Is there an opportunity to meet quietly with your manager and share that you are considering other opportunities and ask her directly and professionally how she see herself supporting you with this and I she is comfortable giving you a positive reference. Identify your own strenghts first (Punctual, teamplayer, Strong sense of integrity,Eager to learn new skills, good with difficult families, calm in a crisis, etc...) and then ask her if she is comfortable sharing your strong points with a potential employer.
Good Luck and remember to Breathe
- Aug 7, '12 by HouTxI am sorry that you're feeling frustrated and upset, but what you're describing is actually the normal standard for most organizations. Employees are not allowed to transfer until they are clear - have satisfactorily completed any disciplinary processes. If you feel that you cannot talk with your manager, use your chain of command and go speak with your Human Resources department.
This does not have to be the death knell of your career. Most of us have faced disciplinary action at one time or another for various offenses. Just grit your teeth and keep on going. This will pass. At some point, another co-worker will make a booboo, and the focus will shift to him/her and you'll be out of the spotlight. In the meantime, be honest with yourself - reflect on what you should have done, and learn from your mistakes. It will make you a better nurse in the long term.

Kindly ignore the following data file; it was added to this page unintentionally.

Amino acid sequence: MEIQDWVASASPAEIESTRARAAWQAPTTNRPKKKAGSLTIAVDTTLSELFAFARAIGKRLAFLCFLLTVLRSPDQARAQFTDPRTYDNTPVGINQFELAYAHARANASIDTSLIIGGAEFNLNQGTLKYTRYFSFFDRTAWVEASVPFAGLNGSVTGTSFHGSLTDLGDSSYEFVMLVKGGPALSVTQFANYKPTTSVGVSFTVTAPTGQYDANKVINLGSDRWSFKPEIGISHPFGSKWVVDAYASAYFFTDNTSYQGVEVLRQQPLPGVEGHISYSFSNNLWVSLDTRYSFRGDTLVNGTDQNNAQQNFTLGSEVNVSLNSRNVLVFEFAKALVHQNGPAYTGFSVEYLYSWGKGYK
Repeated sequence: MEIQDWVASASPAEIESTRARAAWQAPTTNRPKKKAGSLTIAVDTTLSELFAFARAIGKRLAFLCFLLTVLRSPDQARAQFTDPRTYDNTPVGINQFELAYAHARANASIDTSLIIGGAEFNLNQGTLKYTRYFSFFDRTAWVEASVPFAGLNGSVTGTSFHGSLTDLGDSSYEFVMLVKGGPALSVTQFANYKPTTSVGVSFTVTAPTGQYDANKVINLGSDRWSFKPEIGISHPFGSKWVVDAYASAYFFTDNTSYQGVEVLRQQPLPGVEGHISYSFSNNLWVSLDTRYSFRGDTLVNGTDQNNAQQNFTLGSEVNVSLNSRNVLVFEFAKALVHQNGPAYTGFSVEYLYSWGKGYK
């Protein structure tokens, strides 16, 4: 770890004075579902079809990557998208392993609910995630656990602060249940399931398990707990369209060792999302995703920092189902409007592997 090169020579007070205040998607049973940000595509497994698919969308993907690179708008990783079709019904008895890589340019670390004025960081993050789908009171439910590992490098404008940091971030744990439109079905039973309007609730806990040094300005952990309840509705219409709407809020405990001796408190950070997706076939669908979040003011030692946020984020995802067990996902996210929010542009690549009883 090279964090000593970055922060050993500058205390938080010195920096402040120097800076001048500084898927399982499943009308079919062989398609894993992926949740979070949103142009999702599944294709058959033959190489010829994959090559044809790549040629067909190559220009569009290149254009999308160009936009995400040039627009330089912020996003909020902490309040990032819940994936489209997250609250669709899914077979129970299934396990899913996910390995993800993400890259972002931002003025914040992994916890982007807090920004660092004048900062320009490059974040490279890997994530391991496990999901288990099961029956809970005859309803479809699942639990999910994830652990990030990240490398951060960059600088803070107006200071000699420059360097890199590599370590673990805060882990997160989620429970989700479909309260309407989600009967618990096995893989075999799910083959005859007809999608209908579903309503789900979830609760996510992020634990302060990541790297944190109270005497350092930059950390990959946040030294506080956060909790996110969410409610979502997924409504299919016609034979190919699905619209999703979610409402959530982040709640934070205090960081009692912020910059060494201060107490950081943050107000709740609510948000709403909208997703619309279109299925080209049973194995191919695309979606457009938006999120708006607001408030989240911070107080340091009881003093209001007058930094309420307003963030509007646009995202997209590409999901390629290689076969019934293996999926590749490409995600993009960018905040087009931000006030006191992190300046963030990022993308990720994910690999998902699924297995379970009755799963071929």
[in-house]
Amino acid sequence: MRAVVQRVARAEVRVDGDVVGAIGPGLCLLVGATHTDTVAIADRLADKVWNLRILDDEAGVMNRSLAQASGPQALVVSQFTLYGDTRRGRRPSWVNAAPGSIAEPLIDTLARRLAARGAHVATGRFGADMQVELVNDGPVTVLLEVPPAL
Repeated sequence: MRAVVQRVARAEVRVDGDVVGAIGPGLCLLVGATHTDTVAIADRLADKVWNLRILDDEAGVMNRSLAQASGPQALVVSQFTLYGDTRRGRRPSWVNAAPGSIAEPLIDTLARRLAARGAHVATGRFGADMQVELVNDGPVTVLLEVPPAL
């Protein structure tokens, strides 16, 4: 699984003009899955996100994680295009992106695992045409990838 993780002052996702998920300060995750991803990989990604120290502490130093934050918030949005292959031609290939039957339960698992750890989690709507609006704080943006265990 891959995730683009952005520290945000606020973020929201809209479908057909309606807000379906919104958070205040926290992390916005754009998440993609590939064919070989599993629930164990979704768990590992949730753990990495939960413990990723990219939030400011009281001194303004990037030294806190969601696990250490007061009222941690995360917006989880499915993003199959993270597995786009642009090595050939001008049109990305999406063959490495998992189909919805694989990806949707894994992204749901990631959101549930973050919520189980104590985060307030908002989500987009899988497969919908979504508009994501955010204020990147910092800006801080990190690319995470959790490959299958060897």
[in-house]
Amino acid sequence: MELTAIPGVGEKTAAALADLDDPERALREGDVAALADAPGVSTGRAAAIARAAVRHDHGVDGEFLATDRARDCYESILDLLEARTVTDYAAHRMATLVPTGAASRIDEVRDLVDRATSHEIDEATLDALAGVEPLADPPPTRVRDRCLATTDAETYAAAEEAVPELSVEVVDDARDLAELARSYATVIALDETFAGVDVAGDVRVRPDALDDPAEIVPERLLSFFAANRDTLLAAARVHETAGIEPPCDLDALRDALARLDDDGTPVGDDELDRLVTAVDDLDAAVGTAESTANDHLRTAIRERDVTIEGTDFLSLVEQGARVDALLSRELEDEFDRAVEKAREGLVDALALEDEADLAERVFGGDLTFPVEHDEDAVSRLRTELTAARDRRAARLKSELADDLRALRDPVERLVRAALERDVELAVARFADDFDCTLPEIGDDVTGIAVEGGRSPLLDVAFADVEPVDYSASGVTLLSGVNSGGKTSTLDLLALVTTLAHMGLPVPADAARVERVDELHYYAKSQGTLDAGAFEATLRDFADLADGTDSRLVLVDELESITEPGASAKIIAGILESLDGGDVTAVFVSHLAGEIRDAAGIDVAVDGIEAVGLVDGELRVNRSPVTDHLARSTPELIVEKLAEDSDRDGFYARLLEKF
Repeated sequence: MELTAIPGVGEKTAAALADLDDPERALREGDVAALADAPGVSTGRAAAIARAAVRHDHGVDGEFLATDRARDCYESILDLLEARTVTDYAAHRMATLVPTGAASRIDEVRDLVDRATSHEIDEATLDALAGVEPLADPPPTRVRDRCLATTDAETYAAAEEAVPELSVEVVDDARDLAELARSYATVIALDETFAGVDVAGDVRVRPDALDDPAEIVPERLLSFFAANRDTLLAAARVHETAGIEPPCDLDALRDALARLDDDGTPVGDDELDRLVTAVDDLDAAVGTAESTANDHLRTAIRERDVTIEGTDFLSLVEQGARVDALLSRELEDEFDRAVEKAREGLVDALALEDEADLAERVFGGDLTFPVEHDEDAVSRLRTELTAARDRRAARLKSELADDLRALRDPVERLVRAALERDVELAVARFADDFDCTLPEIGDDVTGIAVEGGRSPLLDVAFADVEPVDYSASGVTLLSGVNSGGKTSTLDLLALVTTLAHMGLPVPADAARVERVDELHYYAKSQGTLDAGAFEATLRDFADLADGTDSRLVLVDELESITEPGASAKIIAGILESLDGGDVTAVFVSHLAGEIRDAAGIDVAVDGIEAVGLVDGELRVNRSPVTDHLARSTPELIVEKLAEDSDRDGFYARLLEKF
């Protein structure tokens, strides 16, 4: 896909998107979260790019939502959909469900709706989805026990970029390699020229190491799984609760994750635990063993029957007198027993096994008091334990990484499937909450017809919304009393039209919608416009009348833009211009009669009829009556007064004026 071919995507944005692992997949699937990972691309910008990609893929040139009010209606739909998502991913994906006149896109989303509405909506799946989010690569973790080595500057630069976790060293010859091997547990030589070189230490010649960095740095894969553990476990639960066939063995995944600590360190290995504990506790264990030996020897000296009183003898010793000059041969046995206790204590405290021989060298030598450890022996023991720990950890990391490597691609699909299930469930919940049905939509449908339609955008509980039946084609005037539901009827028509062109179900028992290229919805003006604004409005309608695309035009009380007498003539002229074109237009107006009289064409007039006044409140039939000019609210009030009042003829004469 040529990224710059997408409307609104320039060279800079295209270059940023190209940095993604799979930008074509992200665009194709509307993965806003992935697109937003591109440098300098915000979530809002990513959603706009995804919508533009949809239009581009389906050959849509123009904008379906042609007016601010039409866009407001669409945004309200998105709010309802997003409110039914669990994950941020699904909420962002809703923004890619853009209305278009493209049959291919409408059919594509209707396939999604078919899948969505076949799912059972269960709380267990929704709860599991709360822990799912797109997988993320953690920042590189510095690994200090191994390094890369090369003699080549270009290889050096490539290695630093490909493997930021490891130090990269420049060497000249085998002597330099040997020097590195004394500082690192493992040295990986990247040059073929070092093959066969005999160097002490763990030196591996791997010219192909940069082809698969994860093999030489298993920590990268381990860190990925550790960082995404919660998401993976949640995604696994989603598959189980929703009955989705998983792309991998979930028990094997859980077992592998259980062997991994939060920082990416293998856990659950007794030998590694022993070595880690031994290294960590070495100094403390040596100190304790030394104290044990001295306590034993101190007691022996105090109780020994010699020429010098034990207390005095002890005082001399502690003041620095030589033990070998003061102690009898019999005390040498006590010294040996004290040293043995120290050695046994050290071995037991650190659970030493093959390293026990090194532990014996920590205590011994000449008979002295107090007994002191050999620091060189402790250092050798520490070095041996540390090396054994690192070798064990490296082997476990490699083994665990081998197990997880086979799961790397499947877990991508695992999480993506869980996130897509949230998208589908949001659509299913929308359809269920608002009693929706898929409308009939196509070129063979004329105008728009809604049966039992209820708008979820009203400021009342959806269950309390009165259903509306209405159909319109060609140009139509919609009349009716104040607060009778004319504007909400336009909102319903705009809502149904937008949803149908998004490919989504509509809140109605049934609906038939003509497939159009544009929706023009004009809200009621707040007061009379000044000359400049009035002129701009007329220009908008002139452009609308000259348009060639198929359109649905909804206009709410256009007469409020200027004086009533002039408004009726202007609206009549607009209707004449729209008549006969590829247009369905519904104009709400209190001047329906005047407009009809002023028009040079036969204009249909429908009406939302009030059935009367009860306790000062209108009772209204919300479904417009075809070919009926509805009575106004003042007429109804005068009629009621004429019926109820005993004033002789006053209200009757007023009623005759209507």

It is not unusual to request a prospective employer not to contact your current manager so I cannot provide any insight into that issue. It seems strange. If you decide to quit, be sure to fulfill all of your obligations as outlined in the employment policy. This usually means submitting a written resignation and working out your 2-week notice.
- Aug 7, '12 by uRNmywayIve heard you can ask the potential new employer not to contact your first by saying they dont know you are looking for something new yet. I dont know how that works exactly, but Ive heard some people say it.